Allstate Technology and Operations is tasked with supporting one of North America’s largest insurance companies, and recently was recognized by Celent for excellence in IT management. INN spoke with Linda Honour, program management office lead, about the creation of the centralized project management office and the company’s massive effort to increase its ability to deliver projects on time and on budget.
INN: What is the program management office, and how did it come to be?
Linda Honour: Our new CIO, Suren Gupta, came in three years ago and has focused on strengthening disciplines in four major areas: testing, release management, availability management and program management. Prior to two years ago, project and program managers were dispersed across all of Allstate Technology and Operations. Suren created the central function and put all of program management together; that’s where the program management office fits into the bigger picture.
INN: How is project management at Allstate different or better than before?
LH: It’s been about 18 months, and we approached the improvements in terms of people, process and technology. We now have a common recruitment process to ensure we find people with the right skills. We did some industry benchmarking with the Corporate Executive Board about what makes a great project manager (PM) and validated what we knew intuitively: entrepreneurial skills, judgment, influence and risk management skills set great project managers apart. So we revamped our interview process to focus on those. And, for the existing team, we redefined job descriptions to reflect industry standard requirements and created a job training boot camp where we retrained everybody on common standards.
INN: What were the common standards?
LH: We want people to use MS Project in similar ways across the organizations, for example, and that required retraining all of the project managers around how to consistently identify and record issues and risks. This greatly improved the portability of our resources; if all of our people do things the same way, it’s easier to move them from Project A to Project B. And it allows us to aggregate data from an individual to a portfolio perspective, which we couldn’t do if every PM used our basic tools differently.
INN: How do you use the aggregated view?
LH: Now we can see across this big portfolio of projects, and we’re able to show business stakeholders snapshots of projects and evaluate their projects’ health. It’s much easier to identify what projects might be in red status and need senior assistance. Now I’m able to see that without having to ask 25 people. And it makes communications better between IT and the business.
INN: What technology did you use to create this proj infrastructure?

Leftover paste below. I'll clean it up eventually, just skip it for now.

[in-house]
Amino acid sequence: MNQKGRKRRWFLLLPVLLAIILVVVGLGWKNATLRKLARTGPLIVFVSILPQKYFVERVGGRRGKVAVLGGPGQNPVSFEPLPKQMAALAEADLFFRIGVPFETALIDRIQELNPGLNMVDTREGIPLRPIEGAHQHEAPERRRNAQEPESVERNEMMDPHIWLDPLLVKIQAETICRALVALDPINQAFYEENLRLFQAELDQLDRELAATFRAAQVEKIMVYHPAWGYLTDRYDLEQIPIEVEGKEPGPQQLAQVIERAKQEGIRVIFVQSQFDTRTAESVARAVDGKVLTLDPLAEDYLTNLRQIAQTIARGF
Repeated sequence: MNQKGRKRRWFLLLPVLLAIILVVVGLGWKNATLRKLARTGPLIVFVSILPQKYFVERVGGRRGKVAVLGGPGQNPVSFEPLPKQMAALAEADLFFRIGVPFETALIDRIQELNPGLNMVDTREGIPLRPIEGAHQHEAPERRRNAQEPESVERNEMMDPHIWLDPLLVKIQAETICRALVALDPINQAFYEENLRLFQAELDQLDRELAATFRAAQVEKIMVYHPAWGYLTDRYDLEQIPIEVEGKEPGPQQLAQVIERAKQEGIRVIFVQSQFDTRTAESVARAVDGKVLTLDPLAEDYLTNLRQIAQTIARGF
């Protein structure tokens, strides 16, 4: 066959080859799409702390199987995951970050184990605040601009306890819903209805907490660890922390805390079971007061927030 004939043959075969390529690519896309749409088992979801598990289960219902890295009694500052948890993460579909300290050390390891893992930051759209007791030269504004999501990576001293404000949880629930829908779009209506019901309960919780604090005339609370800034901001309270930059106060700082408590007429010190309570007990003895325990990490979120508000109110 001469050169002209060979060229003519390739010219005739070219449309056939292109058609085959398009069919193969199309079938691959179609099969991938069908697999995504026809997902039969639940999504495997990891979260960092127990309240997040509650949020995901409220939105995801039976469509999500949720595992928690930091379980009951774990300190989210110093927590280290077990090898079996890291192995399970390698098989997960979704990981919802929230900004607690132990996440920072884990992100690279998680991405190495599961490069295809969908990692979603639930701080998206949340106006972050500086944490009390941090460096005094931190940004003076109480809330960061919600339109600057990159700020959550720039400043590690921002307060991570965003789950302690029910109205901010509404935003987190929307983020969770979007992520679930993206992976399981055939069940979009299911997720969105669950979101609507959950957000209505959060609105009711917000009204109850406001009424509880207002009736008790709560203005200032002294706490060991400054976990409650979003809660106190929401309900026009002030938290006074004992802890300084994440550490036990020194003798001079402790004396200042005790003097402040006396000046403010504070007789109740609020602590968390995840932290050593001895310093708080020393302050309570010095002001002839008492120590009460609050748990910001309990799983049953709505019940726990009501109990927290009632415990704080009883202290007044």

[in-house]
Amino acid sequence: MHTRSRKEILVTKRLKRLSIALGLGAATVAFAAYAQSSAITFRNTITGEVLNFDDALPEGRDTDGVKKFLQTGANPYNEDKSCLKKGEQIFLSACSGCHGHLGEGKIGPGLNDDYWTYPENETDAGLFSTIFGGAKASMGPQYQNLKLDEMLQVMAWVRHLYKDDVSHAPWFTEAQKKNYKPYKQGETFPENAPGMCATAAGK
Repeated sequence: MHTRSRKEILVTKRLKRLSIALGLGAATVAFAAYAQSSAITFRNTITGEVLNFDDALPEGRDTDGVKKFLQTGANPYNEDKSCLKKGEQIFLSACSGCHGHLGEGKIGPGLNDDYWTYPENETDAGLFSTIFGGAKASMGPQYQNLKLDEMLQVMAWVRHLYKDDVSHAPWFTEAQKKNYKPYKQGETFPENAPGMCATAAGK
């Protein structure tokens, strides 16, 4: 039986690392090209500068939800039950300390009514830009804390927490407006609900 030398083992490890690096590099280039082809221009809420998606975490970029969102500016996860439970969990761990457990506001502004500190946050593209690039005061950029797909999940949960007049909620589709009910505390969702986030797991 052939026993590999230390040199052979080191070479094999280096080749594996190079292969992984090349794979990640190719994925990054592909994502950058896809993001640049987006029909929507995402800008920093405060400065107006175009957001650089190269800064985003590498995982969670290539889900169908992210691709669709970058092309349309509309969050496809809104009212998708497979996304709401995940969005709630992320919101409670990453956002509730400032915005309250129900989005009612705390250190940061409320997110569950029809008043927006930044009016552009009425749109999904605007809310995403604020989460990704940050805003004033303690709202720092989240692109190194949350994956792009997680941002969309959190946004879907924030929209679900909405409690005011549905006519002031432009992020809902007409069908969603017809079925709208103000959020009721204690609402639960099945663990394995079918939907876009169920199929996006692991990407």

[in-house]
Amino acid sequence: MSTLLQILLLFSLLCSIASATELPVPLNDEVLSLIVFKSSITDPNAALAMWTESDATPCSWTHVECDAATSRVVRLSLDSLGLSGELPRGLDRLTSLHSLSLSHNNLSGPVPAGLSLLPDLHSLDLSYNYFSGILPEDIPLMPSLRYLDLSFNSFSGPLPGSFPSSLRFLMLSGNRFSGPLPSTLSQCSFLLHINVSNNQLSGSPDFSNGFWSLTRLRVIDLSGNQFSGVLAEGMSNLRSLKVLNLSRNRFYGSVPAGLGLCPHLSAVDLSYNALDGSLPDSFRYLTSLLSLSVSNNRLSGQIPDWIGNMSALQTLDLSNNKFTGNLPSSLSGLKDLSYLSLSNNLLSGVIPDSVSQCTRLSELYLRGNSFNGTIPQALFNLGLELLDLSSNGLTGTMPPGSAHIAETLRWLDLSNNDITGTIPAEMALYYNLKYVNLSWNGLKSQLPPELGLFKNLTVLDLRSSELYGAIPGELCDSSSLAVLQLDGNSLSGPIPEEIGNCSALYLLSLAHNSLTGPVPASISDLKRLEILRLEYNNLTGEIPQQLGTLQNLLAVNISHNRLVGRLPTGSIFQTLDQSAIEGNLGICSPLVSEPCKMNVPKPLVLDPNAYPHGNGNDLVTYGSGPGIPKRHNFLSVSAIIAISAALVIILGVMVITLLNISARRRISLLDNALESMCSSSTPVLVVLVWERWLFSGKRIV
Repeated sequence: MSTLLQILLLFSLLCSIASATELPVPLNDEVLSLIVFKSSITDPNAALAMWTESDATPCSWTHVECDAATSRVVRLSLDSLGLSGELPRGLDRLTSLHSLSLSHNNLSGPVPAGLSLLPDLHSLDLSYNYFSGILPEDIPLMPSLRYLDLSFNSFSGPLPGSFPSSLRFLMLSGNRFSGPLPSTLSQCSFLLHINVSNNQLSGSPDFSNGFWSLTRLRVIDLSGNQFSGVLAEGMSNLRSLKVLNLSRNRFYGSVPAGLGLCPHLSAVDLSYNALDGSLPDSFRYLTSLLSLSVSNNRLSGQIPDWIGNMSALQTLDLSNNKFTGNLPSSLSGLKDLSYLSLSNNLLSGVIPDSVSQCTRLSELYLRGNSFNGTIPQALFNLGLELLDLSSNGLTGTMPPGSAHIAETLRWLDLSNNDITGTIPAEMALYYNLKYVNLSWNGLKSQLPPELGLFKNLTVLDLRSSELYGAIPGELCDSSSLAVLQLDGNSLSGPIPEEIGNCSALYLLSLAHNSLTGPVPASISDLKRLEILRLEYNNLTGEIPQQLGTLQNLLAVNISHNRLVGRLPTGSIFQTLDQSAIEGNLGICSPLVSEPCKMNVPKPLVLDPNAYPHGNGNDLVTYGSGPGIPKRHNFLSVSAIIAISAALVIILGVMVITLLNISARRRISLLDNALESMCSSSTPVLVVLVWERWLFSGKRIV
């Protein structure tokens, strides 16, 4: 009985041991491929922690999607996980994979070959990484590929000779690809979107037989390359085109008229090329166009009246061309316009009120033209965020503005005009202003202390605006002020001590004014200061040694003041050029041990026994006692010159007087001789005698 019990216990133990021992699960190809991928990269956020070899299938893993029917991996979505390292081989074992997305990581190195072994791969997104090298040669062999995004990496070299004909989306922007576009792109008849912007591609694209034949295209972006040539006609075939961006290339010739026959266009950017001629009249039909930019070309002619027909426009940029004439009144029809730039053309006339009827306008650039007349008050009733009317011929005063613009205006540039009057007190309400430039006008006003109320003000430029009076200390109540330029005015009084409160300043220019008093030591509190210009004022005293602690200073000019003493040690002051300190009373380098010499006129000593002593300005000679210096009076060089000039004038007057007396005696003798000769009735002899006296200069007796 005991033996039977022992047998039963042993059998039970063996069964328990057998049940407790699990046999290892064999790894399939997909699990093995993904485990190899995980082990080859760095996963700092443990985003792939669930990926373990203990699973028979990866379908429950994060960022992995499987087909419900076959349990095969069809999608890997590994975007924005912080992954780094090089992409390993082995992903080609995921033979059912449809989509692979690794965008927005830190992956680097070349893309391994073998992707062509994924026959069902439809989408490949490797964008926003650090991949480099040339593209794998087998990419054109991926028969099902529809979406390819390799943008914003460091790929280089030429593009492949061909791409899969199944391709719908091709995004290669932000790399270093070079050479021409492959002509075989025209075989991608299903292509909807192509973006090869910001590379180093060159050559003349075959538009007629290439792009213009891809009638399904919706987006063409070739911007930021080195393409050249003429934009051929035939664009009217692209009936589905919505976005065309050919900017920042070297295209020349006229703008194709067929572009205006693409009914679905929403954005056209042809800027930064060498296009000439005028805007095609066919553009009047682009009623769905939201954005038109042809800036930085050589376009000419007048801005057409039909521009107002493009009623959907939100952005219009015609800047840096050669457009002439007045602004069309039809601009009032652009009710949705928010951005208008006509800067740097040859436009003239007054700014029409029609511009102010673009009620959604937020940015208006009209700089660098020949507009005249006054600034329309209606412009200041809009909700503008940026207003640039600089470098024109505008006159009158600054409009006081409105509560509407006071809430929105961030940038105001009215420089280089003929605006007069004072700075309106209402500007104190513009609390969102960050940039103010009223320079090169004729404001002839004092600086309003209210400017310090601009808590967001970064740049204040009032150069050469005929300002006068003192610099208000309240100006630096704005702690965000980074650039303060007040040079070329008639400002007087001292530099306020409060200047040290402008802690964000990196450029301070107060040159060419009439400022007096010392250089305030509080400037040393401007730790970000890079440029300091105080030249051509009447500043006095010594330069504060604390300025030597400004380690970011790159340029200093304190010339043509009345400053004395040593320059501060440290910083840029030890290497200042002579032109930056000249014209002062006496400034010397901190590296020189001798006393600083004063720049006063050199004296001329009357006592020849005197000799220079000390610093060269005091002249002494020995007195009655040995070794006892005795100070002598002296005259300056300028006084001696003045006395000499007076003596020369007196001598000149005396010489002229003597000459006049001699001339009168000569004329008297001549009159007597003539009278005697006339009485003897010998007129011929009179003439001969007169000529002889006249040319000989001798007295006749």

LH: This first stage of our work around the portfolio level is aggregating a number of different sources. We leverage SharePoint, Excel and Java to create a common repository we call My Source. It’s an intranet app but it houses all of the templates and the standards we trained everybody on, so it’s easy for a PM to see an example of a filled-out MS project plan, or what a charter looks like.
INN: Is this a strategic advantage or is it an accumulation of tactical benefits?
LH: I look at it as a holistic approach, and the technology is the least important of the changes we’ve made. The focus on people and process has yielded far more benefit. The tools are enablers, but they are not the major drivers. Improvements in project management are about improving cycle time and making us more efficient and effective, which allows us to deliver improvements to our customer base more quickly and flexibly.
INN: How do you measure the improvements related to this approach?
LH: We measure on-schedule and on-budget; on-time increased 11 percent over the course of the year, and on-budget increased 15 percent.
INN: What would you do differently?
LH: I would keep the major components, but would have trained everybody earlier. It took us a little bit to realize we couldn’t just change the standards and then roll them out. The only way to do it is to put all the PMs through the same rigorous training, which took four days; it was a significant investment, but it’s paid off.
INN: What are the next steps?
LH: It’s a journey; we’re continuing to improve and fine tune. We’re going to keep the people, process and technology focus. We have to do some more work on other methodologies. We’re also looking at how to have more consistency around our large programs and how we run them. We’re looking at continuous improvement and upgrading our skills base and hiring. On this kind of a scale, our success is based on a broad vision; thinking big and then figuring out how to take small steps that will lead us in the right direction.
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